Australian-founded buy-now pay-later (BNPL) company Afterpay, now in the hands of US payments multinational Block (ASX: SQ2) since early last year, saw its revenue improve in the March quarter to reach US$223.7 million ($334 million) while unpaid debts past 180 days due were tracking higher than the average over the course 2022.
The revenue was substantially higher than the $129.8 million registered by the parent company in the March quarter of last year, but that period only included two months as the acquisition was finalised on 31 January 2022.
The broader Block group has been busy integrating Afterpay into its Square and Cash App Pay interfaces, the latter launched in September 2021 so that customers could pay by simply scanning a QR code or tapping a button on their mobile device at checkout.
On an average monthly basis, Afterpay's revenues were up 15 per cent year-on-year in the March quarter.
The company's allowance for credit losses stood at US$141.5 million ($211 million) at the end of the period, up 29 per cent on a year prior although this was a marginal improvement on the start of 2023, partly due to a US$52.4 million ($78.1 million) charge off on consumer receivables that were 180 days past due with "no reasonable expectation of recovery".
This compares to US$168.7 million ($251.6 million) in charge-offs for the 11 months to the end of 2023 - a period in which Afterpay made a provision of US$203.7 million ($303 million) for credit losses.
In the latest March quarter, Afterpay made US$43.1 million ($64.3 million) for such provisions, which is down by almost a third on the average monthly rate in 2022.
As the group had flagged in its annual report released in February, Block reiterated in its quarterly report several risks relating to Afterpay, whose ongoing integration could "disrupt our business and adversely affect our future results of operations".
Block reports the integration of Afterpay has been "complex and time consuming" with difficulties including the loss of key employees, and challenges with managing a larger and more complex company with differences in business backgrounds, corporate cultures and management philosophies.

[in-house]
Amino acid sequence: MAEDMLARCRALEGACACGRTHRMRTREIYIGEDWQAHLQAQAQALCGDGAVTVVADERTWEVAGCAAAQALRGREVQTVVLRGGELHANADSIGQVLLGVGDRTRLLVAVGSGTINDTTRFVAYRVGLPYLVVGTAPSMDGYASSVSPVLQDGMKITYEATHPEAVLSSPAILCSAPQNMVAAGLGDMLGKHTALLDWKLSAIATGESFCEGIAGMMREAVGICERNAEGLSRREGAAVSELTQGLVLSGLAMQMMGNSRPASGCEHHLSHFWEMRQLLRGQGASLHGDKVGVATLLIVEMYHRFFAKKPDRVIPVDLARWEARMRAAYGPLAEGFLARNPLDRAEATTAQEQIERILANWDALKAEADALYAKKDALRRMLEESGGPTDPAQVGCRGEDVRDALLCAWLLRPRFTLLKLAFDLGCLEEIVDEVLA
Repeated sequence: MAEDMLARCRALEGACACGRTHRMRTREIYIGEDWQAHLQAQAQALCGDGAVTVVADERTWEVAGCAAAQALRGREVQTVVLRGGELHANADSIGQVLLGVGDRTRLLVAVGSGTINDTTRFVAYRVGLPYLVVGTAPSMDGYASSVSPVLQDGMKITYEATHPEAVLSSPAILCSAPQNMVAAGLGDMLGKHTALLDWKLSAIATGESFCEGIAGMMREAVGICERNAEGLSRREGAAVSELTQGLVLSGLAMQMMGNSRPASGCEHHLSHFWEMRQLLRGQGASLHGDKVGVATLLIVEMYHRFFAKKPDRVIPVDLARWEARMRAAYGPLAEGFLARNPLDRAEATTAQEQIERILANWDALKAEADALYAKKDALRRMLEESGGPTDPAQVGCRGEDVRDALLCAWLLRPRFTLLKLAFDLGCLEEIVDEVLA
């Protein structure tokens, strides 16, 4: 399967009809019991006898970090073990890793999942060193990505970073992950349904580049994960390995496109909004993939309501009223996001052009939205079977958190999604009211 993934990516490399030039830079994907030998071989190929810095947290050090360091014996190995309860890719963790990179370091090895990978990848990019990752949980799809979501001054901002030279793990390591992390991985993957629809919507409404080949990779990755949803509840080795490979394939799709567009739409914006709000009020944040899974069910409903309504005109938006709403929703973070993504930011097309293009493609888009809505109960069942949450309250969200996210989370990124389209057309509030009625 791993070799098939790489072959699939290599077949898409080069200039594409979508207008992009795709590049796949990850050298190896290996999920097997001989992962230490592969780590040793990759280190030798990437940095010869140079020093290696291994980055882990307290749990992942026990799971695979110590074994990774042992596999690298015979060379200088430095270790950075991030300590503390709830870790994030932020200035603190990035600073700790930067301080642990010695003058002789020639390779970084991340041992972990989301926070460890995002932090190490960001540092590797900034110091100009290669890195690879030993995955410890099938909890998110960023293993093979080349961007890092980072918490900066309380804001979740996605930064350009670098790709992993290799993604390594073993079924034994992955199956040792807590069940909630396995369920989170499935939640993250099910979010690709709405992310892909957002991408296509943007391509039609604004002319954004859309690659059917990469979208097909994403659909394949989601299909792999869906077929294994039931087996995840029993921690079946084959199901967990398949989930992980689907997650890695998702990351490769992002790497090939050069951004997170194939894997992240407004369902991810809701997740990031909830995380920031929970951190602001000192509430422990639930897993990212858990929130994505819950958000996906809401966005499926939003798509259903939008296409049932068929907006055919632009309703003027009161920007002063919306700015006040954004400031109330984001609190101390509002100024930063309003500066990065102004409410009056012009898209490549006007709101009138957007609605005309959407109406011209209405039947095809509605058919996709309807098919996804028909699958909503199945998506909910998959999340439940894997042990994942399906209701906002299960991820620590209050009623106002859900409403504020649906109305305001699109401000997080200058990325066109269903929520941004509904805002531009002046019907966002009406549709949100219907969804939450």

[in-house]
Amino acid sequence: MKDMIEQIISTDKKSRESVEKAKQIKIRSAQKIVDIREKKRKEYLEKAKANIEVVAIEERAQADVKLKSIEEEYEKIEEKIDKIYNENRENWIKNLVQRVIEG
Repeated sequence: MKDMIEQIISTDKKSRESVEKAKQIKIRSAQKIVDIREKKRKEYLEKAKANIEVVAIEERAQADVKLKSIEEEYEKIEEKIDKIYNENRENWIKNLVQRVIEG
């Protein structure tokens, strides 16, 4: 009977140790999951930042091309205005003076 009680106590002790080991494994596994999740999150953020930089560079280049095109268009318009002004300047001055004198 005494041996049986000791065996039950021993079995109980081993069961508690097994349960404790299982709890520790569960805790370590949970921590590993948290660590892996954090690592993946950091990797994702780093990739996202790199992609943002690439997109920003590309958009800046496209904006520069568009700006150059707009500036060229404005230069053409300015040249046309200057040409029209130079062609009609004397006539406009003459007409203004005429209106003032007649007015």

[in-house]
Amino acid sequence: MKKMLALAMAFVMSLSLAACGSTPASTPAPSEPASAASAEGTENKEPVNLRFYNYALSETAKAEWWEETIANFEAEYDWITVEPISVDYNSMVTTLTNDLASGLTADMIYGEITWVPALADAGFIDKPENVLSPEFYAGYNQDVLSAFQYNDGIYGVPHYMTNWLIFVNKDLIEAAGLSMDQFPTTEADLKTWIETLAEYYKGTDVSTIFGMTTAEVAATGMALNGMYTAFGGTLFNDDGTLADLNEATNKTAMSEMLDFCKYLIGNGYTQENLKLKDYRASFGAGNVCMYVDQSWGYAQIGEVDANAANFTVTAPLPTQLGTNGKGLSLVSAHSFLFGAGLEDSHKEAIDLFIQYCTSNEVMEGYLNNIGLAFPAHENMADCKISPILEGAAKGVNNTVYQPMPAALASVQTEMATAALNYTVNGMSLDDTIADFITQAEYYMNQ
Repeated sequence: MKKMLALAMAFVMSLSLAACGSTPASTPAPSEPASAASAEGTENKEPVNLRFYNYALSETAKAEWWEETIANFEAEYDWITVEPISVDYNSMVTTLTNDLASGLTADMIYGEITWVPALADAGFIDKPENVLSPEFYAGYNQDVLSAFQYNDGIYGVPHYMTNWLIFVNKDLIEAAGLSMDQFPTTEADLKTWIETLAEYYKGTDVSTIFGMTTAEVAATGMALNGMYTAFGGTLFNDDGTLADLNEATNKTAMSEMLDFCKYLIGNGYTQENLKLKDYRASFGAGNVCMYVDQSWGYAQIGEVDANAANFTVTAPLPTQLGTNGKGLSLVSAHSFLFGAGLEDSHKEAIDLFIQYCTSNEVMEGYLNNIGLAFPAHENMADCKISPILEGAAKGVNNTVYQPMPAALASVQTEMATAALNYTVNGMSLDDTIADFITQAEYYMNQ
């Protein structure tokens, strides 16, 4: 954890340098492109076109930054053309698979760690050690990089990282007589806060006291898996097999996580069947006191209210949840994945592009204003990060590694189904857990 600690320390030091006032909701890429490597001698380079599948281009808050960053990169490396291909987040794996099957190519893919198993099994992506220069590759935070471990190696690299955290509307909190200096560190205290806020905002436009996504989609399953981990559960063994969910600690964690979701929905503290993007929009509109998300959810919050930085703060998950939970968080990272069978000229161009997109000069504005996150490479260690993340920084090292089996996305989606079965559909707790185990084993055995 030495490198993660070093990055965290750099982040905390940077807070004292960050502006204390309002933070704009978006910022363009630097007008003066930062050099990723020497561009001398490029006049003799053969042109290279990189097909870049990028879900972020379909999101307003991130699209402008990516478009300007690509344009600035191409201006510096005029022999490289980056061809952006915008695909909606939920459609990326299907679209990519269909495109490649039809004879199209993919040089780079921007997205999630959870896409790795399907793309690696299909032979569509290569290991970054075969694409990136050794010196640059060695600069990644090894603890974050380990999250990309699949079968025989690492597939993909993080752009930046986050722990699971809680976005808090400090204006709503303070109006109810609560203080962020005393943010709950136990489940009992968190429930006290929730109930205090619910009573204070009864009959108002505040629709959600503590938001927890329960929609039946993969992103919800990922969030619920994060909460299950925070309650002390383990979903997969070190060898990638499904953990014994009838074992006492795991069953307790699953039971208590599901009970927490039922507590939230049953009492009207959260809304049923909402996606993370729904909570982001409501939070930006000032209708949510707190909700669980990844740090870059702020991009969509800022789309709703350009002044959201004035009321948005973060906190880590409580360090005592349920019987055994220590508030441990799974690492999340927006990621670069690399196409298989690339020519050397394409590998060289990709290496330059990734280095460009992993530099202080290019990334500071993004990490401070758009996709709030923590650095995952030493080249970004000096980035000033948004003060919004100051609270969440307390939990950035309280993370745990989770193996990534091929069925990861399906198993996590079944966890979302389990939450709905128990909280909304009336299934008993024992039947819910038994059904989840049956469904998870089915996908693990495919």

The group reports Afterpay historically generated net losses prior to the acquisition, and this state of affairs may continue if Block is unable to generate adequate revenue growth and manage its expenses.
Block also notes existing competitors and new entrants in the BNPL space have engaged in aggressive consumer acquisition campaigns, and may develop superior technology offerings or consolidate with other entities and achieve benefits of scale.
"Such competitive pressures may materially erode our existing market share in the BNPL space and may hinder our expansion into new markets. In addition, mergers and acquisitions by, and collaborations between, the companies we compete against may lead to even larger competitors with more resources," the group stated.
In March, Block was the subject of a scathing short seller report from Hindenberg Research, including criticism of Afterpay's late fees and claims the company "lures customers into extending beyond their means".
"Afterpay does not need to perform credit checks or income verification, typically required for traditional loans, due to technicalities such as charging “fees” rather than interest and limiting the length of its loans to 8 weeks," the report stated.
"Block suggests that because Afterpay only charges fees if a payment is late that it does not “push customers into long-term debt at high interest rates.” It also refers to its late fees as being “low and capped”.
"The reality is that Afterpay’s late fees can reach an APR [annual percentage rate] equivalent as high as 289 per cent, worse than the most punitive debt products."
Block's response was that the report was "factually inaccurate and misleading".
“Hindenburg is known for these types of attacks, which are designed solely to allow short sellers to profit from a declined stock price,” Block stated at the time.
“We have reviewed the full report in the context of our own data and believe it’s designed to deceive and confuse investors.
“We are a highly regulated public company with regular disclosures, and are confident in our products, reporting, compliance programs, and controls. We will not be distracted by typical short seller tactics.”
Shares in SQ2 are up 1.26 per cent to $91.29 per share at 11.22am AEST.
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